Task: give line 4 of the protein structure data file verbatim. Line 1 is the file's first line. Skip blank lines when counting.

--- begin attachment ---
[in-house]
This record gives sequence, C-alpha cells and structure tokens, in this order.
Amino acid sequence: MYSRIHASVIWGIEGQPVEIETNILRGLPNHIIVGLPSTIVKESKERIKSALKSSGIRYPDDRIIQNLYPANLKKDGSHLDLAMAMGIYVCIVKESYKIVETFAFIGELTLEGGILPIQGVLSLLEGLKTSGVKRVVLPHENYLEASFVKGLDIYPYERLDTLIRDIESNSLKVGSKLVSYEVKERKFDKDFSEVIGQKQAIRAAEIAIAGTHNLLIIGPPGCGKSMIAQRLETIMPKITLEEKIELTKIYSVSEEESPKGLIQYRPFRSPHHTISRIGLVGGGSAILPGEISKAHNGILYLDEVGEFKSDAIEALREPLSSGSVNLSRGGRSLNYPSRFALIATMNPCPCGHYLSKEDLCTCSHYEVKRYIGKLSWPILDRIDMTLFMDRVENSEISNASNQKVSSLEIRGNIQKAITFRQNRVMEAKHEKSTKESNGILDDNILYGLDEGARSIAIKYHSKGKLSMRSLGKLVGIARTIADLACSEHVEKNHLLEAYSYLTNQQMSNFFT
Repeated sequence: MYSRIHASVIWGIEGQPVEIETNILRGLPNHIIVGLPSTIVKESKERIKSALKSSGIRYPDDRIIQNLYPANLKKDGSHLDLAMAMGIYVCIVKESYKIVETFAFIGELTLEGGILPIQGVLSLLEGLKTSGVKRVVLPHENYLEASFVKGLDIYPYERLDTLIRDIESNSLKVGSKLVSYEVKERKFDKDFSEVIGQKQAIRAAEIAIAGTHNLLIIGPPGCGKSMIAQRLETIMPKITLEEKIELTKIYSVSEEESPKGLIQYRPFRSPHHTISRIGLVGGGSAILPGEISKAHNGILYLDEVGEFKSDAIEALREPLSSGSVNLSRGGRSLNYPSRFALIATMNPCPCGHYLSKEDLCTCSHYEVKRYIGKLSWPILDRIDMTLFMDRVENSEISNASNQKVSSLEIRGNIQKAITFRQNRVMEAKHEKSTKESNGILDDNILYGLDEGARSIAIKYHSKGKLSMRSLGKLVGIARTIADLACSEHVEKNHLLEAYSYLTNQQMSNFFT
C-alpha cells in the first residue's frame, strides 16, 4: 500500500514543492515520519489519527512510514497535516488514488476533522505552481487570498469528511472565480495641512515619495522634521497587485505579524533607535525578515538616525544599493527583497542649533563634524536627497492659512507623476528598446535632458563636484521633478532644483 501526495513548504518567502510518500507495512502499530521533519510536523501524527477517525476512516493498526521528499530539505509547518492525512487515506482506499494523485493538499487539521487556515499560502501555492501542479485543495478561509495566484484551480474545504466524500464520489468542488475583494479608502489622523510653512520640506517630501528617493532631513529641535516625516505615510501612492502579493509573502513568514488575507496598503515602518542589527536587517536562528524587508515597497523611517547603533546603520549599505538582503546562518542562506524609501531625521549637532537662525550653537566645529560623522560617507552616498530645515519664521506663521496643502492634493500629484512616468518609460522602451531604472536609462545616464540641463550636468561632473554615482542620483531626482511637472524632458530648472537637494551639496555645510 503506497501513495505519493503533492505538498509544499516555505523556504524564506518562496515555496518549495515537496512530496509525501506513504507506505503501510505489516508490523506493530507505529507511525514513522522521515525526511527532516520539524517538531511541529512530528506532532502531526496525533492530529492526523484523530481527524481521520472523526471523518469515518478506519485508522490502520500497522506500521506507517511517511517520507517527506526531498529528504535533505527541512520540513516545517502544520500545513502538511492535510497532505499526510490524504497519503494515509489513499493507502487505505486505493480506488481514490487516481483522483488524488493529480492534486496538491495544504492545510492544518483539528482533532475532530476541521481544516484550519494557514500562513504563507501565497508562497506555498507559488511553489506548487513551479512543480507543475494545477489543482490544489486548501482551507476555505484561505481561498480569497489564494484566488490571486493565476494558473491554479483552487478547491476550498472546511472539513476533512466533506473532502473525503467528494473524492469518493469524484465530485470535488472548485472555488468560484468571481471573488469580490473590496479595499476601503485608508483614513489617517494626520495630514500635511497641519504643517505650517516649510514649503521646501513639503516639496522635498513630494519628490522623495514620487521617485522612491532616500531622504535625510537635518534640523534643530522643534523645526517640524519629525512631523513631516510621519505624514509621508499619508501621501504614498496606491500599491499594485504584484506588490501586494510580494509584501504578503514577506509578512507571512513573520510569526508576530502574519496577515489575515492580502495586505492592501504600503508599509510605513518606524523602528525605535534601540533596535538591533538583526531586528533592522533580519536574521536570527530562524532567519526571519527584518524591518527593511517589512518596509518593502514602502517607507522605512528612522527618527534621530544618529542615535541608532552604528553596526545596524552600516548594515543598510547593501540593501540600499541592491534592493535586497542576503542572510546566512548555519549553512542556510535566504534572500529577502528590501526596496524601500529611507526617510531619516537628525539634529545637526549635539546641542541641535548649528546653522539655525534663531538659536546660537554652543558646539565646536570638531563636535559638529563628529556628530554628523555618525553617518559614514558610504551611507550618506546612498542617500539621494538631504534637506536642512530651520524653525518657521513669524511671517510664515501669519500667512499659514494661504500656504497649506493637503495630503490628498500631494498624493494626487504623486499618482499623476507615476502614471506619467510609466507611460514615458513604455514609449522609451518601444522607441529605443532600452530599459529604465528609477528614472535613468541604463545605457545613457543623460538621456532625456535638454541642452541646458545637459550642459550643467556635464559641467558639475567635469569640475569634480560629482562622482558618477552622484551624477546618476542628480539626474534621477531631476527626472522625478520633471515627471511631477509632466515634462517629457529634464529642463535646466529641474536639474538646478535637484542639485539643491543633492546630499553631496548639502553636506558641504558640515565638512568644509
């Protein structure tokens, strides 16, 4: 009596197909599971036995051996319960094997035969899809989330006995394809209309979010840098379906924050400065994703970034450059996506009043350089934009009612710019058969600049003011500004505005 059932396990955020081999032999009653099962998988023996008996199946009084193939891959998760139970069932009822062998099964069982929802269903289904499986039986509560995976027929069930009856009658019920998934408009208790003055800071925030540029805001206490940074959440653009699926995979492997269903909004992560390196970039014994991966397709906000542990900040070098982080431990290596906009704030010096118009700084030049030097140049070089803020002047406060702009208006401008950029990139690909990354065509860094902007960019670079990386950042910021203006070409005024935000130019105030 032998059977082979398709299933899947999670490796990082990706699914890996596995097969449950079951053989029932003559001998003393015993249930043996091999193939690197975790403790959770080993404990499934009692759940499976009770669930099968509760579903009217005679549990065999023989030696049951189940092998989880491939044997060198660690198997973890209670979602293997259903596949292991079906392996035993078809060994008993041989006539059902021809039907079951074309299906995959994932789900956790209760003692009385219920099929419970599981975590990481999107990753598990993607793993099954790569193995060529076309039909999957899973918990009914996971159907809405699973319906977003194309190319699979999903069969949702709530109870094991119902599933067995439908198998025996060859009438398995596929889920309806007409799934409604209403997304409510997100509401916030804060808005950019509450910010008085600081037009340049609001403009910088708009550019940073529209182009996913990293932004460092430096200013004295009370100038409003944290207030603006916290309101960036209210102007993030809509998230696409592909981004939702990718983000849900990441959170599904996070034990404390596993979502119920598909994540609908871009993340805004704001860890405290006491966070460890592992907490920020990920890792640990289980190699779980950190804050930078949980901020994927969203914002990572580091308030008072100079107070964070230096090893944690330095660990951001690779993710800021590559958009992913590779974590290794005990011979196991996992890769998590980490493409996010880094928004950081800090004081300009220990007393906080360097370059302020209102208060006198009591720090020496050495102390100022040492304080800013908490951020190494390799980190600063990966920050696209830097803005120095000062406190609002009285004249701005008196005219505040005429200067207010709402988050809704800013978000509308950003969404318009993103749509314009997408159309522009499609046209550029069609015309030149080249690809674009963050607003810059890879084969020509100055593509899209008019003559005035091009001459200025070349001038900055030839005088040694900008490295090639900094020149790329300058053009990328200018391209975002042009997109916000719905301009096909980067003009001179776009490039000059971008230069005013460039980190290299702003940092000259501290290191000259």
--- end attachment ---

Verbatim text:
Repeated sequence: MYSRIHASVIWGIEGQPVEIETNILRGLPNHIIVGLPSTIVKESKERIKSALKSSGIRYPDDRIIQNLYPANLKKDGSHLDLAMAMGIYVCIVKESYKIVETFAFIGELTLEGGILPIQGVLSLLEGLKTSGVKRVVLPHENYLEASFVKGLDIYPYERLDTLIRDIESNSLKVGSKLVSYEVKERKFDKDFSEVIGQKQAIRAAEIAIAGTHNLLIIGPPGCGKSMIAQRLETIMPKITLEEKIELTKIYSVSEEESPKGLIQYRPFRSPHHTISRIGLVGGGSAILPGEISKAHNGILYLDEVGEFKSDAIEALREPLSSGSVNLSRGGRSLNYPSRFALIATMNPCPCGHYLSKEDLCTCSHYEVKRYIGKLSWPILDRIDMTLFMDRVENSEISNASNQKVSSLEIRGNIQKAITFRQNRVMEAKHEKSTKESNGILDDNILYGLDEGARSIAIKYHSKGKLSMRSLGKLVGIARTIADLACSEHVEKNHLLEAYSYLTNQQMSNFFT